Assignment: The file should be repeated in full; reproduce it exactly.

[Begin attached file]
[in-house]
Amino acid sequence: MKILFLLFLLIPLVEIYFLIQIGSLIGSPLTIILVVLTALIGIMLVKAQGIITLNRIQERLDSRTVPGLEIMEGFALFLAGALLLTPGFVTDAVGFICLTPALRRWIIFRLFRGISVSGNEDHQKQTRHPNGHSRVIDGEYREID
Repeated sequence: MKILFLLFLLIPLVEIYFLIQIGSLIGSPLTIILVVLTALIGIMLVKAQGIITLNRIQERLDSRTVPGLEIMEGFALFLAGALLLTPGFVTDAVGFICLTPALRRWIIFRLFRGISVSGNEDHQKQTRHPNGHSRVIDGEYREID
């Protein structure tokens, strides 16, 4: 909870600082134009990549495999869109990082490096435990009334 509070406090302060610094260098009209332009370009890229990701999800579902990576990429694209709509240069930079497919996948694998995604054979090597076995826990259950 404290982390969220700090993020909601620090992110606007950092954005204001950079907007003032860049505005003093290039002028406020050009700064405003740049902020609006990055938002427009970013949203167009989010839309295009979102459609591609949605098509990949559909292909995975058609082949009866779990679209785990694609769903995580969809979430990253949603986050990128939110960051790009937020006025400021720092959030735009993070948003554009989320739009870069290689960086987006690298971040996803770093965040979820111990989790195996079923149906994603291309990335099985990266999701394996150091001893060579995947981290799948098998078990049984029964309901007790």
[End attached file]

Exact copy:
[in-house]
Amino acid sequence: MKILFLLFLLIPLVEIYFLIQIGSLIGSPLTIILVVLTALIGIMLVKAQGIITLNRIQERLDSRTVPGLEIMEGFALFLAGALLLTPGFVTDAVGFICLTPALRRWIIFRLFRGISVSGNEDHQKQTRHPNGHSRVIDGEYREID
Repeated sequence: MKILFLLFLLIPLVEIYFLIQIGSLIGSPLTIILVVLTALIGIMLVKAQGIITLNRIQERLDSRTVPGLEIMEGFALFLAGALLLTPGFVTDAVGFICLTPALRRWIIFRLFRGISVSGNEDHQKQTRHPNGHSRVIDGEYREID
């Protein structure tokens, strides 16, 4: 909870600082134009990549495999869109990082490096435990009334 509070406090302060610094260098009209332009370009890229990701999800579902990576990429694209709509240069930079497919996948694998995604054979090597076995826990259950 404290982390969220700090993020909601620090992110606007950092954005204001950079907007003032860049505005003093290039002028406020050009700064405003740049902020609006990055938002427009970013949203167009989010839309295009979102459609591609949605098509990949559909292909995975058609082949009866779990679209785990694609769903995580969809979430990253949603986050990128939110960051790009937020006025400021720092959030735009993070948003554009989320739009870069290689960086987006690298971040996803770093965040979820111990989790195996079923149906994603291309990335099985990266999701394996150091001893060579995947981290799948098998078990049984029964309901007790």